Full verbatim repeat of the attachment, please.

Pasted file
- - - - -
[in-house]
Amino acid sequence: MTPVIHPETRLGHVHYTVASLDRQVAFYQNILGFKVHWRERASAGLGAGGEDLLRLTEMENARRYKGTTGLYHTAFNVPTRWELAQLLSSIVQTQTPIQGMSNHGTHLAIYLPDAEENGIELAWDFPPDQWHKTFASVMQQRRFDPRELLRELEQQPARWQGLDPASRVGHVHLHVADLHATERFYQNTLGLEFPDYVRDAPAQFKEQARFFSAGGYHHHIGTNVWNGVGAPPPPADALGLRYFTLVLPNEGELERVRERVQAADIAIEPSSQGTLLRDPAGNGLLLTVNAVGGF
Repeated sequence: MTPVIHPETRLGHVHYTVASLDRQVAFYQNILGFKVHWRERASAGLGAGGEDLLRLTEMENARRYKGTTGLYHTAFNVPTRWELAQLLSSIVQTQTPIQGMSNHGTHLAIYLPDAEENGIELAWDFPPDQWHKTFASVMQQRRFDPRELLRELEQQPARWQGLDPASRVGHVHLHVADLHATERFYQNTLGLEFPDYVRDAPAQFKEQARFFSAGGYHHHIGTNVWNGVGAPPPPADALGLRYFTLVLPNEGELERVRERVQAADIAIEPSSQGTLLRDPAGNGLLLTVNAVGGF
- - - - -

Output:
[in-house]
Amino acid sequence: MTPVIHPETRLGHVHYTVASLDRQVAFYQNILGFKVHWRERASAGLGAGGEDLLRLTEMENARRYKGTTGLYHTAFNVPTRWELAQLLSSIVQTQTPIQGMSNHGTHLAIYLPDAEENGIELAWDFPPDQWHKTFASVMQQRRFDPRELLRELEQQPARWQGLDPASRVGHVHLHVADLHATERFYQNTLGLEFPDYVRDAPAQFKEQARFFSAGGYHHHIGTNVWNGVGAPPPPADALGLRYFTLVLPNEGELERVRERVQAADIAIEPSSQGTLLRDPAGNGLLLTVNAVGGF
Repeated sequence: MTPVIHPETRLGHVHYTVASLDRQVAFYQNILGFKVHWRERASAGLGAGGEDLLRLTEMENARRYKGTTGLYHTAFNVPTRWELAQLLSSIVQTQTPIQGMSNHGTHLAIYLPDAEENGIELAWDFPPDQWHKTFASVMQQRRFDPRELLRELEQQPARWQGLDPASRVGHVHLHVADLHATERFYQNTLGLEFPDYVRDAPAQFKEQARFFSAGGYHHHIGTNVWNGVGAPPPPADALGLRYFTLVLPNEGELERVRERVQAADIAIEPSSQGTLLRDPAGNGLLLTVNAVGGF